So begins Maria Sødahl's sensitive, assiduous film HopeAndrea Bræin Hovig, in a strong, detailed performance, plays Anja, a dance and theatre director who is diagnosed with terminal cancer. Anja has been in a long-term relationship with Tomas (Stellan Skarsgård), with different sets of biological children. The grim diagnosis, given around the wintry, end-of-the-year holidays, and the brief amount of days Anja is told she has left, tests and reshapes the relationships she has between Tomas, her children, and her friends (her closest in the picture is Vera, played by Gjertrud L. Jynge, who gives a lovely turn in a small role).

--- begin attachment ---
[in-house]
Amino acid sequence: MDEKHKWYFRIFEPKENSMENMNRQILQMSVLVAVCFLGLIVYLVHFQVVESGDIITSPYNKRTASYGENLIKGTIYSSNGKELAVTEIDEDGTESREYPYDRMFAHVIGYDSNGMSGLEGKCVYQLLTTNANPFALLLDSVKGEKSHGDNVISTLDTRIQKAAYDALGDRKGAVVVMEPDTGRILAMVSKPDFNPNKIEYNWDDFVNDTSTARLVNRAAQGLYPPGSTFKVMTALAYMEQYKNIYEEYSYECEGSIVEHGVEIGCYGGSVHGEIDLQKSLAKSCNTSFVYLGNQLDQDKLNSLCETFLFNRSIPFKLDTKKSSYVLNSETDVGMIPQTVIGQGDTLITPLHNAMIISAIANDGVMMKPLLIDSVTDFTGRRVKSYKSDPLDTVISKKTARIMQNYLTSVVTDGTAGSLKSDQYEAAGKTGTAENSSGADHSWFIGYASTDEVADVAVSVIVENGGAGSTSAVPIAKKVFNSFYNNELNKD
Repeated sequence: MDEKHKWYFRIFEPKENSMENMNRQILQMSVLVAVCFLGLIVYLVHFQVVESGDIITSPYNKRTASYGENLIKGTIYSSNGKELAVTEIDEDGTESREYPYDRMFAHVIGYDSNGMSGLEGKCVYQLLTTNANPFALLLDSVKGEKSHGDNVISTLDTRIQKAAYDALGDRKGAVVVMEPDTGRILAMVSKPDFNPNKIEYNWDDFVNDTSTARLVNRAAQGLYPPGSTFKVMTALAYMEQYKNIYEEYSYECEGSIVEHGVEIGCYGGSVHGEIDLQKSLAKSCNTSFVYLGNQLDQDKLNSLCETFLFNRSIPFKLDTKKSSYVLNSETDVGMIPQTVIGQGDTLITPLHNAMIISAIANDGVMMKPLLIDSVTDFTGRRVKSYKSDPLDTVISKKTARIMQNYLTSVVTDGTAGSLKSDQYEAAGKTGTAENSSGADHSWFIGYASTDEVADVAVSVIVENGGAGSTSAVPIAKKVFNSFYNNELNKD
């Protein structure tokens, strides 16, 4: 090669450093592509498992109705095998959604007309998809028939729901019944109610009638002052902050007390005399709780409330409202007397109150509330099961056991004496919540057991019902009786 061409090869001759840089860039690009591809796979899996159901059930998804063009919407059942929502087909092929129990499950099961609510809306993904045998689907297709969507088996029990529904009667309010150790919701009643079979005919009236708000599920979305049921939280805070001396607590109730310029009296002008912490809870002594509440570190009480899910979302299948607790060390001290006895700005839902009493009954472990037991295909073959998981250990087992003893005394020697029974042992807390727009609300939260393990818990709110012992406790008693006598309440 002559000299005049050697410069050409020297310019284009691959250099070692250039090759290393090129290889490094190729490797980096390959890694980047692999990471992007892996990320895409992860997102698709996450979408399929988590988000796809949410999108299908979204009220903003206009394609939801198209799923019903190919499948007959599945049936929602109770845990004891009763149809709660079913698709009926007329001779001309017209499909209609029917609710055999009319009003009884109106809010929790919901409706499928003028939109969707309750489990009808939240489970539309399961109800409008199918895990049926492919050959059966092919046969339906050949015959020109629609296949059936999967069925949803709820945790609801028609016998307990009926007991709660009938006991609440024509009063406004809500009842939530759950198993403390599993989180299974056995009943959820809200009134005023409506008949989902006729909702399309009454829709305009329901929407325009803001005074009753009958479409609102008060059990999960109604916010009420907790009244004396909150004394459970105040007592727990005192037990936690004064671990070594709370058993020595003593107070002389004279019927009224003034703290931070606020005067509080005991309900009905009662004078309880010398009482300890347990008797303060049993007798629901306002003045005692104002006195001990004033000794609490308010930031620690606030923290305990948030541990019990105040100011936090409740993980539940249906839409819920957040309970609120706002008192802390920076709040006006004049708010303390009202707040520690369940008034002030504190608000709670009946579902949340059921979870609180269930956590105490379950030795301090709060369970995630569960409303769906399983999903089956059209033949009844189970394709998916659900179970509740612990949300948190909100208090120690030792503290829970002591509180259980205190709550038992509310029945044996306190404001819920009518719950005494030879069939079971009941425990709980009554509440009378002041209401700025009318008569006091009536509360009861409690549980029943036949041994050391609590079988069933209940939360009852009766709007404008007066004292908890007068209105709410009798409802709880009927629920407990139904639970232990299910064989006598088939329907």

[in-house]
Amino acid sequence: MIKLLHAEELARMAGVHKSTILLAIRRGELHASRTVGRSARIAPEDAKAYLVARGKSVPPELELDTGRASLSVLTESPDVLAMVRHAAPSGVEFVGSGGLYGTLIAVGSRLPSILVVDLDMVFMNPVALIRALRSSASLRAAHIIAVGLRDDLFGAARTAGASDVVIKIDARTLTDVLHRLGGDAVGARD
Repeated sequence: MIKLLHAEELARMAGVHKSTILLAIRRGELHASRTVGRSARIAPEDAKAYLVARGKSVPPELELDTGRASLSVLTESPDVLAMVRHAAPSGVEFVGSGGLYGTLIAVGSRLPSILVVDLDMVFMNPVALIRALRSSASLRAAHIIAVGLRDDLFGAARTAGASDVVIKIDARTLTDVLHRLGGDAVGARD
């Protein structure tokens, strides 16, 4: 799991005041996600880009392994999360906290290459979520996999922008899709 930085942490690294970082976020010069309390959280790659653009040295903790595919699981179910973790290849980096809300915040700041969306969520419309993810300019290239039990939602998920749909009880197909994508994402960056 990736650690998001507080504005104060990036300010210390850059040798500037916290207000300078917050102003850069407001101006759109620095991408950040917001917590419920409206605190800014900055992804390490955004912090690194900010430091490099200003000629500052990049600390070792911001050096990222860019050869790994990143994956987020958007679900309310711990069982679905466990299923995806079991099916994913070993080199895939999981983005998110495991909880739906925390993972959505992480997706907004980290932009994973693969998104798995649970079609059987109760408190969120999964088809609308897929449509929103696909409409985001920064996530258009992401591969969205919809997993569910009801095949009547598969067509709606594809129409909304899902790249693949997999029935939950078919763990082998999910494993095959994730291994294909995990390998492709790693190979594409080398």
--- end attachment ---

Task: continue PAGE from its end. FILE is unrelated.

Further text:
Anja and her family live in a tasteful home of high gloss white painted walls with moulding, hardwood floors, antique rugs, abstract paintings and flickering candles (the thoughtful production design is by Jørgen Stangebye Larsen with set decoration by Kaja Raastad). It's a cozy, appealing place to be, and the perfect reflection of Anja's smart, artsy, and unsentimental personality. But Anja's anxiety, sadness, fear, and deteriorating health, including the loss of being able to read, is visibly consuming. Her medicines leave her ravenous--bread and sheets of shaved cheese--the food curbing her nausea; ravenous also in an emotional sense: desperation in the face of finality. As the film counts down the days, Anja declares at one point: "Before... My memories were never in the right order... But now, when I see the end, I see everything laid out in chronological order..." Statements like these feel real and close, perhaps borne from Writer / Director Sødahl's own personal experience with cancer.